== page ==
BBC NEWS Americas Africa Europe Middle East South Asia Asia Pacific North Midlands/East West/South-West London/South North Midlands/East West/South-West London/South
BBCi NEWS   SPORT   WEATHER   WORLD SERVICE   A-Z INDEX     

BBC News World Edition
 You are in: UK: England  
News Front Page
Africa
Americas
Asia-Pacific
Europe
Middle East
South Asia
UK
England
N Ireland
Scotland
Wales
Politics
Education
Business
Entertainment
Science/Nature
Technology
Health
-------------
Talking Point
-------------
Country Profiles
In Depth
-------------
Programmes
-------------
BBC Sport
BBC Weather
SERVICES
-------------
EDITIONS
Thursday, 29 November, 2001, 10:38 GMT
Final area loses infected status
sheep in field
Movements of sheep will remain restricted
Britain moved a step closer to being clear of foot-and-mouth disease after the last "infected area" was downgraded by agriculture officials.

Almost 1,500 farms across a huge area of the north of England are now classed only as "high risk" by officials from the Department for Environment, Food and Rural Affairs (Defra).

The announcement will free farmers in Cumbria, North Yorkshire and County Durham from some of the restrictions imposed since the disease took hold in February.

But many say it will still be "a long time" before the north counties would be able to declare themselves foot-and-mouth free.


Things seems to be happening quickly now and I hope it won't be too long before we can celebrate at last

Steve Dunning, farmer

Gill Shearer, National Farmers' Union spokesman, told BBC News Online: "It is a step in the right direction, and means the most onerous restrictions have now been lifted.

"However farmers are still under stock movement restrictions, particularly in bringing in sheep from other high-risk or at-risk counties.

"There is one particular breed, the Swaledale, that is found in Northumberland, Durham, and North Yorkshire, but cannot be moved to Cumbria.

Blood testing

"We hope to have foot-and-mouth disease-free status sometime in the New Year, but we still have a long way to go before we are there."

The disappearance of the last "infected area" in Britain comes nine months after the start of the epidemic.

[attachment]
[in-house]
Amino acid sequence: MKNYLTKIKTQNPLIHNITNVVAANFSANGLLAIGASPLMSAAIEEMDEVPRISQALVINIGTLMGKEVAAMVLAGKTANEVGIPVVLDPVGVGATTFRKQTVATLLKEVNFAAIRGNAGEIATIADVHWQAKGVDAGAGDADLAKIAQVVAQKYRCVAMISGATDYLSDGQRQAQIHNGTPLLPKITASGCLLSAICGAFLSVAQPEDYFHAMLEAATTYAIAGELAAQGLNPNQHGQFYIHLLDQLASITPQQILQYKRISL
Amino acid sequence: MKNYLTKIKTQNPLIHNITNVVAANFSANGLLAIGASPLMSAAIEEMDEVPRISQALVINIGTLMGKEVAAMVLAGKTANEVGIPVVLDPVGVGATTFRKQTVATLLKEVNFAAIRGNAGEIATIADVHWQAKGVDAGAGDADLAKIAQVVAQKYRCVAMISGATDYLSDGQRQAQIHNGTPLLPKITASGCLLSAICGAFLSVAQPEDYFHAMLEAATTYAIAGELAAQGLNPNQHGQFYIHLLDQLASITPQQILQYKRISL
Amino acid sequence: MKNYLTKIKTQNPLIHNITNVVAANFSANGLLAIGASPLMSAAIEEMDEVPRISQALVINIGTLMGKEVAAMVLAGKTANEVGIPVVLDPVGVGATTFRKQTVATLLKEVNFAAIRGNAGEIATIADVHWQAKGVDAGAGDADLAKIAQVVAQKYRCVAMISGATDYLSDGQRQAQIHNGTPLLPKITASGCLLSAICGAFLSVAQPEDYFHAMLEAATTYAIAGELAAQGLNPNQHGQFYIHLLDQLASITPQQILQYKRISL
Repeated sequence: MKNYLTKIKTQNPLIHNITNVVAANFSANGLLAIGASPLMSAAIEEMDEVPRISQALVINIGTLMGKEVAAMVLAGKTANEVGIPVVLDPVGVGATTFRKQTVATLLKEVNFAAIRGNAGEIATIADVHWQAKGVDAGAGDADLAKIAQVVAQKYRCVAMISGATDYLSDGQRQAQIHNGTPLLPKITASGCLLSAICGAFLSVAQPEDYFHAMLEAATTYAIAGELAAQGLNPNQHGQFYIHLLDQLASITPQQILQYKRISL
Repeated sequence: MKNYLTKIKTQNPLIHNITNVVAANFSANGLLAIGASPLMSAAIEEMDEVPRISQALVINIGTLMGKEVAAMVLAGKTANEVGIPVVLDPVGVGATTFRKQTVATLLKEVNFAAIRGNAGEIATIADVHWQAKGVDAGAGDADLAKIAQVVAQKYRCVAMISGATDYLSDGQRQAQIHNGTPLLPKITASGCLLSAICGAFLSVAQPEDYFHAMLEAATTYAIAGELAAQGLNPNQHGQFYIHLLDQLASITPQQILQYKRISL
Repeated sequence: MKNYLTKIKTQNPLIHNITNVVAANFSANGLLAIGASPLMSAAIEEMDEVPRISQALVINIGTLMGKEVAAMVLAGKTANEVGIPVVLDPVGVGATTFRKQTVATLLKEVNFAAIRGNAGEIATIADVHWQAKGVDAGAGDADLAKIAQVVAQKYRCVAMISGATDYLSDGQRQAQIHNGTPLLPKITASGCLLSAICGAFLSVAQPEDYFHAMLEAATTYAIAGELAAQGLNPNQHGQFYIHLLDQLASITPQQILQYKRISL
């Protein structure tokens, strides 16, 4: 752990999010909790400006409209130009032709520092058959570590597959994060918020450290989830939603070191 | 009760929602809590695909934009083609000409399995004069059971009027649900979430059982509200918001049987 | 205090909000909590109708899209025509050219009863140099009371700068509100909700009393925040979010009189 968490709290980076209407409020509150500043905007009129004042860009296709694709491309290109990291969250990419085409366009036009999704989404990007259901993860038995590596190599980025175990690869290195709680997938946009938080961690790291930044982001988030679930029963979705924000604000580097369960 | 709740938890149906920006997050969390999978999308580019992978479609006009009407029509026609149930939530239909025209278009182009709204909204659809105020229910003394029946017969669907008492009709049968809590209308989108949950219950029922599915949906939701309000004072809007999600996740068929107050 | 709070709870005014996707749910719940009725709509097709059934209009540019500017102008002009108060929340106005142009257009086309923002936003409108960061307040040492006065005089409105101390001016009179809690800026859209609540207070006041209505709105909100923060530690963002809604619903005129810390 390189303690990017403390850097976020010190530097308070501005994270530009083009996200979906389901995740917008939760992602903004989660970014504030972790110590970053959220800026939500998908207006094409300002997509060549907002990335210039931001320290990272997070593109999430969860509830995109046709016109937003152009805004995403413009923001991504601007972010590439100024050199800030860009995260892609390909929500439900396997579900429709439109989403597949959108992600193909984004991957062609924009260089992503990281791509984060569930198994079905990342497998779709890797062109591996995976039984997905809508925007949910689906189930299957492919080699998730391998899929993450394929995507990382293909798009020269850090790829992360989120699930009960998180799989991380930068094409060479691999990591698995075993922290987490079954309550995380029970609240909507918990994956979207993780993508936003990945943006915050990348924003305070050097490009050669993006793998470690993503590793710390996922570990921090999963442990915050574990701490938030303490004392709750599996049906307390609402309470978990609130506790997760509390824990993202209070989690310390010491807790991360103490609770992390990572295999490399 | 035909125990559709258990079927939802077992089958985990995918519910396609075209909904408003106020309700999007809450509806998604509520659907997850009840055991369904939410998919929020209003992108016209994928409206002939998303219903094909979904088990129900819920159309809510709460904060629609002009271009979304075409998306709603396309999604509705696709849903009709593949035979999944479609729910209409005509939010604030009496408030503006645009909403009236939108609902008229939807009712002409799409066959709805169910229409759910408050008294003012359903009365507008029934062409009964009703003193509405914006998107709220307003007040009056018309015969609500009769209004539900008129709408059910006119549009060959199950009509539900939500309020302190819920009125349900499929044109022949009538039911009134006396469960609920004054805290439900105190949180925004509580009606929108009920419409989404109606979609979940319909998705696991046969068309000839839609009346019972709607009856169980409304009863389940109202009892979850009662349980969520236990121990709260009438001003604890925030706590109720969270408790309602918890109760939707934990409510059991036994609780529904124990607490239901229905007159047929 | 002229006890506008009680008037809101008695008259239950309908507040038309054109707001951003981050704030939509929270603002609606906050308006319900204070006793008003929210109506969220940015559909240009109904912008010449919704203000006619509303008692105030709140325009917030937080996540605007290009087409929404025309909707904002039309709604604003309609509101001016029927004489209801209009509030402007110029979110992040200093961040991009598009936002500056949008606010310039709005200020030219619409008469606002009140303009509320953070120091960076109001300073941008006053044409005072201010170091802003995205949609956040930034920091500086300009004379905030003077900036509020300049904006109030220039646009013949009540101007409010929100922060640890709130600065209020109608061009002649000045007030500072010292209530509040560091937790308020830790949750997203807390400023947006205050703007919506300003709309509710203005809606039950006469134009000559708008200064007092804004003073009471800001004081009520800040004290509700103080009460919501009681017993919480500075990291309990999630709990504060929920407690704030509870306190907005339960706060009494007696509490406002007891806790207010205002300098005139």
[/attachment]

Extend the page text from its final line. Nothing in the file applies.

It has been six weeks since the last reported case of foot-and-mouth disease.

Lord Whitty: "Momentous achievement"

The decision to downgrade to "high-risk" came after extensive blood testing of sheep and clinical examination of cattle in the Brough and Kirkby Stephen area.

It brings the area into line with the rest of north England.

Steve Dunning, a dairy and sheep farmer within the area of Cumbria affected, warned the time had not yet come to celebrate.

He said: "It has been a very expensive, frustrating time but things seems to be happening quickly now and I hope it won't be too long before we can celebrate at last."

Defra Minister Lord Whitty said: "The lifting of the last remaining "infected area" in the country is a momentous achievement and reflects a great deal of hard work by teams on the ground.

'Strict biosecurity'

"We are not out of the woods yet. A number of counties in northern England have yet to be classified as foot-and-mouth disease-free, pending further testing of sheep flocks in the surveillance zones.

"I would urge everyone to remember that strict biosecurity is as essential now as it has ever been."

Cumbria was the worst hit county in Britain during the epidemic with 843 confirmed cases of foot-and-mouth disease.

Ray Anderson, Defra regional operations director for Cumbria, said: "This is the moment Cumbria has been waiting for all year. The lifting of " infected area" restrictions is the first step for the farming industry in Cumbria to get back to business as usual."

 WATCH/LISTEN
 ON THIS STORY
The BBC's Richard Bilton
"A crucial development"
NFU President Ben Gill
"We must not be complacent"


Analysis

Background

AUDIO VIDEO

CLICKABLE GUIDES

FORUM

INTERNET LINKS
See also:

29 Nov 01 | UK
26 Nov 01 | England
Internet links:


The BBC is not responsible for the content of external internet sites

Links to more England stories are at the foot of the page.


E-mail this story to a friend

Links to more England stories

© BBC ^^ Back to top

News Front Page | Africa | Americas | Asia-Pacific | Europe | Middle East |
South Asia | UK | Business | Entertainment | Science/Nature |
Technology | Health | Talking Point | Country Profiles | In Depth |
Programmes